Hiatus Hernia and physiotherapy

A hiatus (hiatal) hernia occurs when the upper part of the stomach bulges through a diaphragm. The diaphragm consists of small openings where the oesophagus passes before connecting to the stomach. The stomach pushes up through this opening and into the chest. A small hiatus hernia does not usually cause issues; however, a larger hernia may allow food and acid back up into the oesophagus causing symptoms such as heartburn acid reflux, chest or abdominal pain and difficulty or pain swallowing.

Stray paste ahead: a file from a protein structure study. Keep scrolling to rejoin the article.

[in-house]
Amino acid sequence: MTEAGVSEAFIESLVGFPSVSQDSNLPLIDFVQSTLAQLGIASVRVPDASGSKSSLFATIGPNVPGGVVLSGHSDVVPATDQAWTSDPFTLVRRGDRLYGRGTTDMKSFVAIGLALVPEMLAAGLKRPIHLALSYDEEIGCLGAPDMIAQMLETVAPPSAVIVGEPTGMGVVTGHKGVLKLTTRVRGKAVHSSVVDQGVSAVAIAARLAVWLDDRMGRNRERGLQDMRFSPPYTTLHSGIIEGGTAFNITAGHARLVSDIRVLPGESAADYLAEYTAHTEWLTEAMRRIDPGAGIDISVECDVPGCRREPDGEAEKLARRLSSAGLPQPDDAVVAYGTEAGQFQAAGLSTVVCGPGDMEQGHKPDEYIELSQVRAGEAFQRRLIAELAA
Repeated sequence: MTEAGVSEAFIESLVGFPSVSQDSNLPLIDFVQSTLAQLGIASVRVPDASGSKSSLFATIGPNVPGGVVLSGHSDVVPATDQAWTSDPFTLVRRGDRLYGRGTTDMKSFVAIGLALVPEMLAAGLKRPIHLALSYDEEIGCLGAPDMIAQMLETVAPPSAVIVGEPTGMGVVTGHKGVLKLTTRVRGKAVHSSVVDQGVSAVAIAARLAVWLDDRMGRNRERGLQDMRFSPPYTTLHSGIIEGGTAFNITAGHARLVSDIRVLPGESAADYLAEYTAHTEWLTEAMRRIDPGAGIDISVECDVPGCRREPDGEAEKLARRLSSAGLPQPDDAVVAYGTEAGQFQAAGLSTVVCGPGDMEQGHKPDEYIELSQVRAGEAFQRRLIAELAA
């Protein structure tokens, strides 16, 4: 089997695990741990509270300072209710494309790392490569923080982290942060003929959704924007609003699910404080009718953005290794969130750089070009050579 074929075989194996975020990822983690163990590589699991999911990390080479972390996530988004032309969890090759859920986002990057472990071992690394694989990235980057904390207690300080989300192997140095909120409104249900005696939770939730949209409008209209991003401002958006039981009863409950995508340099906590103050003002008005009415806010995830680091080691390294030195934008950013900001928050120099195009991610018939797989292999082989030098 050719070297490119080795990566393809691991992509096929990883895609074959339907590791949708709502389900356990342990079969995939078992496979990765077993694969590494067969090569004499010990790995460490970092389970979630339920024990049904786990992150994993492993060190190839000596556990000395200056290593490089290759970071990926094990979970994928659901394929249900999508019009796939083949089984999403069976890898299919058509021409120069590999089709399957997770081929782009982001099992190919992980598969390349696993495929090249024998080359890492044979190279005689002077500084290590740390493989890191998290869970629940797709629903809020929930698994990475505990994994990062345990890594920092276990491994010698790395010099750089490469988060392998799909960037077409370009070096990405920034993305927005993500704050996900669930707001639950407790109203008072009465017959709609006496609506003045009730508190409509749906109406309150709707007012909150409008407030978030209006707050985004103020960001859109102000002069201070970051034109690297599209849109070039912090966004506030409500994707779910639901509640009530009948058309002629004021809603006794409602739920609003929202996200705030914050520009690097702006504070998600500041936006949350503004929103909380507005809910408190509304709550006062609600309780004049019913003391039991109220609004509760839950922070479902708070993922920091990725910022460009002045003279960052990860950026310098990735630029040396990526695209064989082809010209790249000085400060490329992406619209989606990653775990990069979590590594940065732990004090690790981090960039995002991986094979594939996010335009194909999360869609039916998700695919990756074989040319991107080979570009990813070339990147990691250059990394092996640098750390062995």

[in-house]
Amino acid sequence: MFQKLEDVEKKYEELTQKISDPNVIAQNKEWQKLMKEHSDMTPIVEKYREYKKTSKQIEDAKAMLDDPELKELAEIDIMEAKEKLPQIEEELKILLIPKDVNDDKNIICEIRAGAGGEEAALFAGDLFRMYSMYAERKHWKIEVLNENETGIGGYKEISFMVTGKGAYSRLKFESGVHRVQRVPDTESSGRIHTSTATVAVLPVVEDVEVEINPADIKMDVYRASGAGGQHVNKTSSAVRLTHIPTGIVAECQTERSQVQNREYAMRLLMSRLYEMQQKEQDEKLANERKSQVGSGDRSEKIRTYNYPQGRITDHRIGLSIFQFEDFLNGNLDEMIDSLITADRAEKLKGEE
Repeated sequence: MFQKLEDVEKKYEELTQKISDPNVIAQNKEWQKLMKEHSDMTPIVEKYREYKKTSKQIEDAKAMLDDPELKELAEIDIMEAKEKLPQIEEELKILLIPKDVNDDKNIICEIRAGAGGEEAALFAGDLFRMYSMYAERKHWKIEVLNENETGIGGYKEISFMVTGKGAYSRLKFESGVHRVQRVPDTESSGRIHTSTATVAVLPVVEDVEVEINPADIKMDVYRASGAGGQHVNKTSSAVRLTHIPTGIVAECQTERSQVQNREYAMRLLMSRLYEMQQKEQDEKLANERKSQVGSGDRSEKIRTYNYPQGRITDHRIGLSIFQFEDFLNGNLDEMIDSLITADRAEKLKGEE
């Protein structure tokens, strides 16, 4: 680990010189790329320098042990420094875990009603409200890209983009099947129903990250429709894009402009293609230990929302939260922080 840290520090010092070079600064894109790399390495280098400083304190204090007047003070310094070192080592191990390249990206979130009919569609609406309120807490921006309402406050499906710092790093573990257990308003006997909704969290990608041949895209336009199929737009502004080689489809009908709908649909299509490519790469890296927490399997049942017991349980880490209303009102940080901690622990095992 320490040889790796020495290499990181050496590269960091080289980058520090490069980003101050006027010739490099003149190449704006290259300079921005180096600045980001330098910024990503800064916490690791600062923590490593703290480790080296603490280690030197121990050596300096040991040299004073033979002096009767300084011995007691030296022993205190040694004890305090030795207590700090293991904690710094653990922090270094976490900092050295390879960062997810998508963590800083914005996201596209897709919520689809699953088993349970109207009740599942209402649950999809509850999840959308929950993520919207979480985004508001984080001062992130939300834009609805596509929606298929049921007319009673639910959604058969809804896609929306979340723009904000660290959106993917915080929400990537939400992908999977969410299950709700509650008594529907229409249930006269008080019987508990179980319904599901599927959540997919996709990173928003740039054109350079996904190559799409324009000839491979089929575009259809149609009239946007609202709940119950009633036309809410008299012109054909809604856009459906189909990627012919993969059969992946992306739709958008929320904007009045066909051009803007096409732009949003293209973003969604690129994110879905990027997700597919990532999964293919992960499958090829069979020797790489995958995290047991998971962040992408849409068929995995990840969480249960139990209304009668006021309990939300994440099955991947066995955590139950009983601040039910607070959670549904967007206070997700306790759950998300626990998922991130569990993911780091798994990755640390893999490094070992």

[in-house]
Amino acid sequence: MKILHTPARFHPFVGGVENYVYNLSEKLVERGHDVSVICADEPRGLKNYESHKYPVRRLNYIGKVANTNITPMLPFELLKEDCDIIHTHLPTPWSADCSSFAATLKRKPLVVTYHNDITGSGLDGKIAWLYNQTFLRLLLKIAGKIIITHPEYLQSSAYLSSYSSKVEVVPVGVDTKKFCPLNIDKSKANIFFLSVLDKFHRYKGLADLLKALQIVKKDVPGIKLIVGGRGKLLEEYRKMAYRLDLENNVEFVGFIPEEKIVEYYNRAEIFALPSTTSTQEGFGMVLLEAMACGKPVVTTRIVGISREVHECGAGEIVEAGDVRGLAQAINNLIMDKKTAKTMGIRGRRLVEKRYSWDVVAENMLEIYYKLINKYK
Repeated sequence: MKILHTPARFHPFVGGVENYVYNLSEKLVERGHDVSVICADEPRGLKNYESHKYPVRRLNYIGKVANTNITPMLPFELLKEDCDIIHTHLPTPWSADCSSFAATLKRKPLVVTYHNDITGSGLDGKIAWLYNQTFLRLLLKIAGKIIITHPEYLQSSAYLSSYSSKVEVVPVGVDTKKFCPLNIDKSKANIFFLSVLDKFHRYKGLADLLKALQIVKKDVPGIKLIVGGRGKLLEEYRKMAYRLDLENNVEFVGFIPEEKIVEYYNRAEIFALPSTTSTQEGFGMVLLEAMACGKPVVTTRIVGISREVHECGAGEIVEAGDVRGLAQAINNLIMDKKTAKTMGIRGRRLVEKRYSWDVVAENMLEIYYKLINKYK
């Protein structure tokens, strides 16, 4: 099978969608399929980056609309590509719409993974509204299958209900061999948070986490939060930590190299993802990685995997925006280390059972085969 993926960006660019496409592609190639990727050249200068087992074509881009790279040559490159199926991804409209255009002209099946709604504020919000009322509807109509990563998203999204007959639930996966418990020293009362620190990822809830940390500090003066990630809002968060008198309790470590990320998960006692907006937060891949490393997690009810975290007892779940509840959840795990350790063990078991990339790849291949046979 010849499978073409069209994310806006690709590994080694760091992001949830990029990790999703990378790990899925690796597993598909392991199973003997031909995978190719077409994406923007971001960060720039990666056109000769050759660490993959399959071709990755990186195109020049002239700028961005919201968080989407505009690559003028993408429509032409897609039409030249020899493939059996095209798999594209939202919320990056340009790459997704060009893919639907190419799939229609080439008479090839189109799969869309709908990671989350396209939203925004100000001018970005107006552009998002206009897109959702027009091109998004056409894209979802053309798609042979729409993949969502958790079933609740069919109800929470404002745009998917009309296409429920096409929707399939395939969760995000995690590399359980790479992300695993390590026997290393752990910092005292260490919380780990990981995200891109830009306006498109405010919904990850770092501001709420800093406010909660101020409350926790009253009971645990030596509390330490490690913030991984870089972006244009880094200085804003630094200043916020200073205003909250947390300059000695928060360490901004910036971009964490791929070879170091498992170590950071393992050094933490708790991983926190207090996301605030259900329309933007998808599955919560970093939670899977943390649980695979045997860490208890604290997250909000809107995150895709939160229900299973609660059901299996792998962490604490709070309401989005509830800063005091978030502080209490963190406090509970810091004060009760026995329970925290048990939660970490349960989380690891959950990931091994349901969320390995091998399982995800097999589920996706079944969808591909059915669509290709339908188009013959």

Hiatal Hernias can be caused by changes in the diaphragm due to age, injury to the area such as trauma or following a surgery, born with an unusually large hiatus as well as persistent pressure on the muscles while coughing, exercising or lifting heavy objects. Risk factors include obesity and those 50 or over.

Treatment includes- changing eating habits, smoking cessation and medicines to reduce acid production such as proton pump inhibitors- lansoprazole and omeprazole. Some people require a surgical procedure to repair the hernia.

Physiotherapy can’t improve the hiatus hernia specifically however we can help with breathing exercises, core strengthening and thorax mobility and positional advice as well as guiding your rehabilitation and recovery should you have surgery

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